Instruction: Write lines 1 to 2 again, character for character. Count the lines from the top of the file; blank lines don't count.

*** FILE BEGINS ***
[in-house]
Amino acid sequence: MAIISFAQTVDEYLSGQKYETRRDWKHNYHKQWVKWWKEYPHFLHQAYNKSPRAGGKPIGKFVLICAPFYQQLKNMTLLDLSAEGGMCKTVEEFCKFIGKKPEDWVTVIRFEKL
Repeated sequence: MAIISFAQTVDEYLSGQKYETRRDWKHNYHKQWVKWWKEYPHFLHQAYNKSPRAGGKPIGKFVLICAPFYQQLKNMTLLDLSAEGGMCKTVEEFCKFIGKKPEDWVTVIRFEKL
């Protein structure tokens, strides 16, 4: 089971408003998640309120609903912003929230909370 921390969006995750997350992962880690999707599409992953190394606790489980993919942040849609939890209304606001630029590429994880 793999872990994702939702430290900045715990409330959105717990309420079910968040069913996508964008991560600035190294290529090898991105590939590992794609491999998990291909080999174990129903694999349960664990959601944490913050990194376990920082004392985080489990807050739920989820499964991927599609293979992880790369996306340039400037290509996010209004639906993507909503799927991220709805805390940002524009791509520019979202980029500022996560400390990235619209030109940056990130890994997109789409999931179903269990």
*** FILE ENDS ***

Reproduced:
[in-house]
Amino acid sequence: MAIISFAQTVDEYLSGQKYETRRDWKHNYHKQWVKWWKEYPHFLHQAYNKSPRAGGKPIGKFVLICAPFYQQLKNMTLLDLSAEGGMCKTVEEFCKFIGKKPEDWVTVIRFEKL